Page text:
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Mine safety agency internal review admits they missed problems at Upper Big Branch mine

07 March 2012

The Mine Safety and Health Administration’s internal report into West Virginia’s Upper Big Branch mine disaster, where 29 miners were killed in an April 2010 explosion, admits the agency should have done better but denied they contributed to the tragedy.

MSHA director Joe Main said officials are reviewing the report, but have already made changes
MSHA director Joe Main said officials are reviewing the report, but have already made changes

The 200 page report contains about 20 pages of recommendations for regulatory and administrative changes. MSHA director Joe Main said officials are reviewing the report, but have already made changes.

MSHA has increased inspections, provided additional training, simplified its inspection manual and clarified some of its policies, according to Main.

The report found inspectors failed to identify safety problems in parts of the mine and blamed budgetary constraints and a wave of retirements for depleting the team of inspectors charged with monitoring it. It blames supervisors for failing to "provide adequate oversight of inspections and investigations" and says officials missed entire sections of the mine during inspections.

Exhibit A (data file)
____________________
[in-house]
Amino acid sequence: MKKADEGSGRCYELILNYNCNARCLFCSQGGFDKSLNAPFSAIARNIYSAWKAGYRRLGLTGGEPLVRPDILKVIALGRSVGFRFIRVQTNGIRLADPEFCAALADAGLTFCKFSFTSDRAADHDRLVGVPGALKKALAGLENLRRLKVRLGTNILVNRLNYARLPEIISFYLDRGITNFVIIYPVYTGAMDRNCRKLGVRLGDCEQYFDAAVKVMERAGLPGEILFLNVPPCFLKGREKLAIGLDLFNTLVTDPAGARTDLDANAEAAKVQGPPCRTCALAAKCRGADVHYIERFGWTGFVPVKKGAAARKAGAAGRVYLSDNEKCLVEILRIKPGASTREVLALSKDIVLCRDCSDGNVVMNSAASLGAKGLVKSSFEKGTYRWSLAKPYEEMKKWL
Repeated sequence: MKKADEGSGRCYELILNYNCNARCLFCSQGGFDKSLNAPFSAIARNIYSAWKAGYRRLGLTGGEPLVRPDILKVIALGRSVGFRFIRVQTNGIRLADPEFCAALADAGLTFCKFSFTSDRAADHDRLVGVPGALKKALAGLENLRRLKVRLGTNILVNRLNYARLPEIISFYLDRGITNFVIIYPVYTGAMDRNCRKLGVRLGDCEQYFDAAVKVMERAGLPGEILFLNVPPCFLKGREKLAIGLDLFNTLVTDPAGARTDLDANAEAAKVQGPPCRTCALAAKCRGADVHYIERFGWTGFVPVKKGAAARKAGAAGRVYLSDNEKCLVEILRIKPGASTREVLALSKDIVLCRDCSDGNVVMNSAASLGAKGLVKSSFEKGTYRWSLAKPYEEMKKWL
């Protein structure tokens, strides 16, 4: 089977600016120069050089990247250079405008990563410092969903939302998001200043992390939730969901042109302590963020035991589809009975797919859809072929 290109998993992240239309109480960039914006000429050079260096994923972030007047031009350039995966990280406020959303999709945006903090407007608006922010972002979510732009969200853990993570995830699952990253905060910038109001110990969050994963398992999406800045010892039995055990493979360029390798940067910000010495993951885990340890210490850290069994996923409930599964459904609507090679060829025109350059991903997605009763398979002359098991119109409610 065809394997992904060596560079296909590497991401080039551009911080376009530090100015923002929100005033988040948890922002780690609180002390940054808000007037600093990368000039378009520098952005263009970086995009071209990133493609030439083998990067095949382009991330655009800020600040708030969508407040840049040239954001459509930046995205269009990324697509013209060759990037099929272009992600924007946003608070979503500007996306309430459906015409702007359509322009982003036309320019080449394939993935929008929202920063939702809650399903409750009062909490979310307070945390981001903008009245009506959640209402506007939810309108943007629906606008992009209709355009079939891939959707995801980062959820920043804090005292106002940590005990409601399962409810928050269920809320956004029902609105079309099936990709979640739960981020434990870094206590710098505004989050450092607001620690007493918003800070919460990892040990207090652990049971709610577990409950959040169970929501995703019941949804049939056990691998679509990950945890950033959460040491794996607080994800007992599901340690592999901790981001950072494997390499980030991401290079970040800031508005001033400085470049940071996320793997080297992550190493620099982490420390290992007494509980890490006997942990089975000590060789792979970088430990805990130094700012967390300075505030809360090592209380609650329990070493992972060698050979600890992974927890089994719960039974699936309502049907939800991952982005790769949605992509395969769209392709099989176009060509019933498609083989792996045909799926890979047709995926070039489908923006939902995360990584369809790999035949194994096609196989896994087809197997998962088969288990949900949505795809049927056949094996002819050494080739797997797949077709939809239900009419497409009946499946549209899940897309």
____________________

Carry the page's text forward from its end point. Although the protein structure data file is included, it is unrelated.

Inspectors did not always review the mine's examination record books despite "hundreds of entries documenting the amount of time hazards existed without corrective actions," the report states.

Other problems included poor communications between federal officials and field-level inspectors in MSHA's District 4 region, which covers southern West Virginia.

But Main defended district inspectors, noting that they issued more safety violations than any other region in the country, including 684 at Upper Big Branch in 2009 alone.

He and others continued to blame former mine operator Massey Energy Co., which Main said used advanced warnings to alert underground miners of inspections, falsified safety records and intimidated miners to keep them from complaining about dangerous conditions.

Federal and independent investigators have concluded the explosion was due to company negligence and a leadership team that recklessly valued profit over safety.

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